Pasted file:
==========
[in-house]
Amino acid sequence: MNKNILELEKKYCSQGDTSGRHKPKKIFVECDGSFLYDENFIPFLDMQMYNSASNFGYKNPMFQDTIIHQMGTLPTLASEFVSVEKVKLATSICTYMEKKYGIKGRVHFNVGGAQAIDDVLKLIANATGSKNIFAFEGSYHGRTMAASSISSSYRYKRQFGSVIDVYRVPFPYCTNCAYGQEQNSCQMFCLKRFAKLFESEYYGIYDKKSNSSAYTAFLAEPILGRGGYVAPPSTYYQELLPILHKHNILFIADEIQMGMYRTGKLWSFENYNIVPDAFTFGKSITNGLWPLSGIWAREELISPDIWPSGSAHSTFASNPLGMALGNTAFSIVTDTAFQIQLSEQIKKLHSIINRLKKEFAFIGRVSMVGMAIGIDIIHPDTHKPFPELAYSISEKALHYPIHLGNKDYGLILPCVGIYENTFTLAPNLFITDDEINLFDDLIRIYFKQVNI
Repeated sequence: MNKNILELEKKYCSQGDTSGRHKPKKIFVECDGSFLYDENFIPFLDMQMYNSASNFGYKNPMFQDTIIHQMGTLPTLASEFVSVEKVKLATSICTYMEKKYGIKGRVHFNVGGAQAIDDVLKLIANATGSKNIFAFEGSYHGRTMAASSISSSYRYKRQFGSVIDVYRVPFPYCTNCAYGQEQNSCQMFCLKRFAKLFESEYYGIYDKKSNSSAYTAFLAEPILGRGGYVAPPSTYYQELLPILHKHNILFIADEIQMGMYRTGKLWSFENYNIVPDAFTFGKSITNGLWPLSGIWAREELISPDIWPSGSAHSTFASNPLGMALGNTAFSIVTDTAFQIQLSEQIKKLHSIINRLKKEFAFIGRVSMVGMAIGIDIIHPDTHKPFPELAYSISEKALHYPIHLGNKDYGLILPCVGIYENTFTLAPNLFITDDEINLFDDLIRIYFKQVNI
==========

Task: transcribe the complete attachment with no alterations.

[in-house]
Amino acid sequence: MNKNILELEKKYCSQGDTSGRHKPKKIFVECDGSFLYDENFIPFLDMQMYNSASNFGYKNPMFQDTIIHQMGTLPTLASEFVSVEKVKLATSICTYMEKKYGIKGRVHFNVGGAQAIDDVLKLIANATGSKNIFAFEGSYHGRTMAASSISSSYRYKRQFGSVIDVYRVPFPYCTNCAYGQEQNSCQMFCLKRFAKLFESEYYGIYDKKSNSSAYTAFLAEPILGRGGYVAPPSTYYQELLPILHKHNILFIADEIQMGMYRTGKLWSFENYNIVPDAFTFGKSITNGLWPLSGIWAREELISPDIWPSGSAHSTFASNPLGMALGNTAFSIVTDTAFQIQLSEQIKKLHSIINRLKKEFAFIGRVSMVGMAIGIDIIHPDTHKPFPELAYSISEKALHYPIHLGNKDYGLILPCVGIYENTFTLAPNLFITDDEINLFDDLIRIYFKQVNI
Repeated sequence: MNKNILELEKKYCSQGDTSGRHKPKKIFVECDGSFLYDENFIPFLDMQMYNSASNFGYKNPMFQDTIIHQMGTLPTLASEFVSVEKVKLATSICTYMEKKYGIKGRVHFNVGGAQAIDDVLKLIANATGSKNIFAFEGSYHGRTMAASSISSSYRYKRQFGSVIDVYRVPFPYCTNCAYGQEQNSCQMFCLKRFAKLFESEYYGIYDKKSNSSAYTAFLAEPILGRGGYVAPPSTYYQELLPILHKHNILFIADEIQMGMYRTGKLWSFENYNIVPDAFTFGKSITNGLWPLSGIWAREELISPDIWPSGSAHSTFASNPLGMALGNTAFSIVTDTAFQIQLSEQIKKLHSIINRLKKEFAFIGRVSMVGMAIGIDIIHPDTHKPFPELAYSISEKALHYPIHLGNKDYGLILPCVGIYENTFTLAPNLFITDDEINLFDDLIRIYFKQVNI